On the eve of his final official column for the Philadelphia Inquirer, I offer this warm memory of his Inquirer Magazine column, and its incredible impact.
I was the Public Relations Director for The Bellevue at the time, and had spent a considerable amount of my efforts promoting the landmark's Downstairs at The Bellevue food court, which at the time had an incredible collection of food vendors producing some really terrific food. After a year of flashy newsletters, press releases, e-mail blasts and promotions of every stripe (elaborate sand sculptures in the summer, a soup naming competition, naked hoagies--don't ask--rush-hour takeout, and more), I heard from one of the vendors that Rick Nichols had been poking around and asking questions of almost everyone there, eatinge and taking food back to his office. For his part, Nichols was non-commital and cryptic in his e-mail responses to my queries. Then I heard that an Inquirer photographer was shooting dishes from various vendors downstairs, always a good sign. Nichols was still mum on what he would write about.
Then one Sunday I opened my Inquirer and there on the last page of the Inquirer Magazine was his article, a generous and glowing profile of almost all of the food vendors in the food court, complete with mouth-watering descriptions of pastas, hoagies, tortas and soups, even the deli sandwiches from Bain's.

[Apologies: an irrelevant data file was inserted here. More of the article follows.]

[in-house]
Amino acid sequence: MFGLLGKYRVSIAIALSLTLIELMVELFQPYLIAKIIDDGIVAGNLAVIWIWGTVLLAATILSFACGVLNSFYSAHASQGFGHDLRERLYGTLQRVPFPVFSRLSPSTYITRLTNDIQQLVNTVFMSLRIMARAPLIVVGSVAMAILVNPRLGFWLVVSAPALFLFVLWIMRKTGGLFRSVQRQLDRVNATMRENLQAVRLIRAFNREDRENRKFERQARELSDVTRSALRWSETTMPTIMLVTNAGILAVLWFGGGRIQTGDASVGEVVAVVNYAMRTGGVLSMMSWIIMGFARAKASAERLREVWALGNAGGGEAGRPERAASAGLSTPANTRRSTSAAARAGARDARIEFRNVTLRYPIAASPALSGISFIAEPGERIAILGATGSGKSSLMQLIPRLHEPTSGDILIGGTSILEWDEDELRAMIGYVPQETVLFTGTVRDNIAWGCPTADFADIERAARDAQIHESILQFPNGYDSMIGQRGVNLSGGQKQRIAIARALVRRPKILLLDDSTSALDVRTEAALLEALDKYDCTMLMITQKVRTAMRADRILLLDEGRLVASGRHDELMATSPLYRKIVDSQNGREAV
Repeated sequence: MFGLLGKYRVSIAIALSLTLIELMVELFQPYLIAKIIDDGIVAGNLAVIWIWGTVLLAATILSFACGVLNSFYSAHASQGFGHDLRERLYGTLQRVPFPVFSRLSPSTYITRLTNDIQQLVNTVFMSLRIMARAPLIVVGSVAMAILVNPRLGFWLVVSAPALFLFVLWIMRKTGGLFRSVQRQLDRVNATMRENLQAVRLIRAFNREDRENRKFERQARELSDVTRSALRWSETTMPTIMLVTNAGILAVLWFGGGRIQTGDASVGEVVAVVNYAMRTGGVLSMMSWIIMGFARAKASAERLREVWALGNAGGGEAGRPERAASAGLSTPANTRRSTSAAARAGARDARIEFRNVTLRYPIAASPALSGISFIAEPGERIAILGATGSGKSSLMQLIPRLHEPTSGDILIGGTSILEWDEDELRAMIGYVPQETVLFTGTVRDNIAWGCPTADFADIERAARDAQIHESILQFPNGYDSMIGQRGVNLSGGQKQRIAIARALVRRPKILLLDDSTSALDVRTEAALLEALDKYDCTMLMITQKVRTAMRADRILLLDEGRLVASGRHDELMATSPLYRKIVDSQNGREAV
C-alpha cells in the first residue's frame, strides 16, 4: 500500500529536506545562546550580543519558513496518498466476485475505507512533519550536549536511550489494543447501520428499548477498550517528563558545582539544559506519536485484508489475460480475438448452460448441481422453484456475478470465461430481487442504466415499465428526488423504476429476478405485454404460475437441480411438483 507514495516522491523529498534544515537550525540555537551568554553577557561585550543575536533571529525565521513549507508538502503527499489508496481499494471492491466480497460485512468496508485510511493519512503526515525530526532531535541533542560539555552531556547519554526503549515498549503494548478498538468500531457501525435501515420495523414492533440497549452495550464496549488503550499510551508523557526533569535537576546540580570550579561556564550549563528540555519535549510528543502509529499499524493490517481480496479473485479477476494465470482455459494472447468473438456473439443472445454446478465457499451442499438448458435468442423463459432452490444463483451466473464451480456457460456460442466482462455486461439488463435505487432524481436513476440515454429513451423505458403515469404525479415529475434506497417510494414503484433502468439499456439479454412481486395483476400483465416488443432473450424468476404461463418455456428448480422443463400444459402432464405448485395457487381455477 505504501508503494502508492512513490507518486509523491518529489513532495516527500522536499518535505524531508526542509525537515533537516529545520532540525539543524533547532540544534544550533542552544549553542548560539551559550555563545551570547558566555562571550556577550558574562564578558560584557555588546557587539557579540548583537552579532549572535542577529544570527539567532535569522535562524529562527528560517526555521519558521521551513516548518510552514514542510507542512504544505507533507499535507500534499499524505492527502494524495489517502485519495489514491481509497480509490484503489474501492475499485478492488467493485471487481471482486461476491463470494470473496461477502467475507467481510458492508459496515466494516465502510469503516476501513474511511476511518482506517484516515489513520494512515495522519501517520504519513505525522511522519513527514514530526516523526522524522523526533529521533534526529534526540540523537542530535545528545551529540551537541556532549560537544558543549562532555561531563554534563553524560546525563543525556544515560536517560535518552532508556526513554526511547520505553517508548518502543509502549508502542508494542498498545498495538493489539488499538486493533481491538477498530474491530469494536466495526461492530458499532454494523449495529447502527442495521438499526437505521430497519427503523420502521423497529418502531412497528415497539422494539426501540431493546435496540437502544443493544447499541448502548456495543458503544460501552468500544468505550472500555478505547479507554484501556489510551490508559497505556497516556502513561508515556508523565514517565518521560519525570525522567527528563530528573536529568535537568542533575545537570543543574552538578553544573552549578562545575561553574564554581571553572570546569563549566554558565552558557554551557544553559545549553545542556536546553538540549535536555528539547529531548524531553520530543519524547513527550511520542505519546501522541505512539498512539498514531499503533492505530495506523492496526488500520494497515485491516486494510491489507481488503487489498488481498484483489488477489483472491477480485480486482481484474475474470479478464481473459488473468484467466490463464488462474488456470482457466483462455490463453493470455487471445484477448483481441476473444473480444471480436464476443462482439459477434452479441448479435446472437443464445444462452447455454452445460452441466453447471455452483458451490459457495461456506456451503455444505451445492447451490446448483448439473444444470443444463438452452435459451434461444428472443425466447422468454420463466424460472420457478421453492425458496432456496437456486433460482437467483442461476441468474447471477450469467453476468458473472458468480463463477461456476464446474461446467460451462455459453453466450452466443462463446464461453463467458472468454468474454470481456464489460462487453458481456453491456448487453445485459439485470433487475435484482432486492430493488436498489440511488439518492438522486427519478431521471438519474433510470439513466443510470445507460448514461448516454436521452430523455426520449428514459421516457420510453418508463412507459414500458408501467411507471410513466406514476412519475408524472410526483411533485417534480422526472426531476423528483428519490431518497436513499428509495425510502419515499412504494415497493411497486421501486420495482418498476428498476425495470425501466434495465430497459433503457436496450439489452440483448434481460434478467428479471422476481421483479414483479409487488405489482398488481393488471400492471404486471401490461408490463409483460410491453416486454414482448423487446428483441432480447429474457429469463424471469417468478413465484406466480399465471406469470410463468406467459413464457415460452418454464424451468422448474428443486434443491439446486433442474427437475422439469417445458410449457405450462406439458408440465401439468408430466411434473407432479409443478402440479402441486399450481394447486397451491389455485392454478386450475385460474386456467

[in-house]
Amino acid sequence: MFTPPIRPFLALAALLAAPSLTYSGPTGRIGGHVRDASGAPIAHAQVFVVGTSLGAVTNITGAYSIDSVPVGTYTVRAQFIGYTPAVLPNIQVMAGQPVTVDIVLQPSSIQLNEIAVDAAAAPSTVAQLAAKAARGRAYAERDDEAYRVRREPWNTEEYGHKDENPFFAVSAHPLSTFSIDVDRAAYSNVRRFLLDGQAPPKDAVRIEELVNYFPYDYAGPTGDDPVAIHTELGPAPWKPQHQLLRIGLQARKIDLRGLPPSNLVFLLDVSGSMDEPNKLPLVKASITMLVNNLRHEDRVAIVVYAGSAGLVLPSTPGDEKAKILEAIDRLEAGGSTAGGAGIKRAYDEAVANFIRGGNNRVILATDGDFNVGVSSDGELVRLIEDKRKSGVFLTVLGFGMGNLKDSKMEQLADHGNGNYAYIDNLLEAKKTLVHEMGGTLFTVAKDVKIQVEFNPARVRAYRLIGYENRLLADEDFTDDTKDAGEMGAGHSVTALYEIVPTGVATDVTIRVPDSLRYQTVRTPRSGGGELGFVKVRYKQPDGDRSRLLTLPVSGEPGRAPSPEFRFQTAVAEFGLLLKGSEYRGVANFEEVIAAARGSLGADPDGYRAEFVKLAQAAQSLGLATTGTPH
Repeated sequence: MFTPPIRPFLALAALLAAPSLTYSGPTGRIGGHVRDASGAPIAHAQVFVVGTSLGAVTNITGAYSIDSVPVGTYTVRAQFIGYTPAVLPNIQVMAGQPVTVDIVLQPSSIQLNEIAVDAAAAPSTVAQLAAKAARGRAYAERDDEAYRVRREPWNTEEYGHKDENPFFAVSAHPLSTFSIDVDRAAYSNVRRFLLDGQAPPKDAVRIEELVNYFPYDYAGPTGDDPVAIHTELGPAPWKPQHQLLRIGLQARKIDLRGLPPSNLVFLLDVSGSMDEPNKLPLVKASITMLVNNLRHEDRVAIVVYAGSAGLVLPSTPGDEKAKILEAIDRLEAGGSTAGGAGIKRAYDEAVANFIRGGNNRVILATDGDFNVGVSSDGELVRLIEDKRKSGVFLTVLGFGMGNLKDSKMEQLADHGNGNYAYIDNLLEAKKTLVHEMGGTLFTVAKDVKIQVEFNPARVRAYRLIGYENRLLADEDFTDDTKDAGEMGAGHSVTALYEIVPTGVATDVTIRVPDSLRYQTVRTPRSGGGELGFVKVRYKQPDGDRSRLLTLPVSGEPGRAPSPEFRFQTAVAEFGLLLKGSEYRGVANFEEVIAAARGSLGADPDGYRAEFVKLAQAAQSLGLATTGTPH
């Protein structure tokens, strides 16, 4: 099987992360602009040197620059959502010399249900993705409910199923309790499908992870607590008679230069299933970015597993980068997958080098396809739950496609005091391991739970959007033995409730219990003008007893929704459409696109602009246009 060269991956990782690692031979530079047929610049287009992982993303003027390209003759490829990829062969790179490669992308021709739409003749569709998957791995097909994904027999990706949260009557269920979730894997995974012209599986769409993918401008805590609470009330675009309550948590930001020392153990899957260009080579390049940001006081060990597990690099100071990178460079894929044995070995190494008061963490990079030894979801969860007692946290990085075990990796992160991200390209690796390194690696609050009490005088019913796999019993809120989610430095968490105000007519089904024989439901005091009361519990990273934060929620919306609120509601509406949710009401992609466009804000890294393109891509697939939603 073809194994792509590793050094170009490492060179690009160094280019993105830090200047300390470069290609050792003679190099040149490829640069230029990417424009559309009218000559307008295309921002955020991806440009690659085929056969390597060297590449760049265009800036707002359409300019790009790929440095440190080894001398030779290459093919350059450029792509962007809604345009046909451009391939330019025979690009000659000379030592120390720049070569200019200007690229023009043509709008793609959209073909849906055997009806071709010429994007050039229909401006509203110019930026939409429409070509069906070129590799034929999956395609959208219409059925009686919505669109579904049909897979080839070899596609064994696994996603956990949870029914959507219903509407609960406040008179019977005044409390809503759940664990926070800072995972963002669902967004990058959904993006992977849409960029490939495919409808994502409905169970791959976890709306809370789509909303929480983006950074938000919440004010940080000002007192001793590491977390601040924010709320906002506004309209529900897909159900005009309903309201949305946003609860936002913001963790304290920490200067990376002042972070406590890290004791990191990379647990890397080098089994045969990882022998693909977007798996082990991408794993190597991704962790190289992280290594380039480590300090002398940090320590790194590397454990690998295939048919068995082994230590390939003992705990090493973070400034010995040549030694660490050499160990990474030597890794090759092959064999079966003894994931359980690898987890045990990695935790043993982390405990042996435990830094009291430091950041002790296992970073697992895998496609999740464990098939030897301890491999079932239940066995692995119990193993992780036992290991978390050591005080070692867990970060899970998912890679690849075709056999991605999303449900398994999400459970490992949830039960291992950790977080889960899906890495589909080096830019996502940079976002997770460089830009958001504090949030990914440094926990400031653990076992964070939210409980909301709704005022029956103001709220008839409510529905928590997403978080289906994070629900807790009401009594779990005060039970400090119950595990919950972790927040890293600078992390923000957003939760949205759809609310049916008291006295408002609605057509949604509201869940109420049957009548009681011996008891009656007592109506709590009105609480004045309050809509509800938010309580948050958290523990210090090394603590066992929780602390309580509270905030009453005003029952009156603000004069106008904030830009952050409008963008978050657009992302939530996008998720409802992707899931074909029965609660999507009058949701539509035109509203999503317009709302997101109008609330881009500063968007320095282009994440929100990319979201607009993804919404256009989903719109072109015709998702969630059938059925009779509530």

The following day I was in my office at The Bellevue when property manager Andy Speizman poked his head into my doorway and asked me to help him out with some crowd control issue in the food court. It was 11:30 in the morning, and I wasn't thinking about lunch or even Nichols' article at the time. When we arrived in the lobby, Andy and I were greeted by a flood of humanity pouring into the main doors of the building and down the escalator and stairwell to the Food Court. Neither of us were aware of any large conventions in town at the time, and crowds of this size were very rare at The Bellevue. Then we noticed it. People clutching copies of the Inquirer Magazine.
I'll never doubt the influence of a popular--and compelling--food writer ever again. Thanks, Rick, you made my year, and great memory in my career.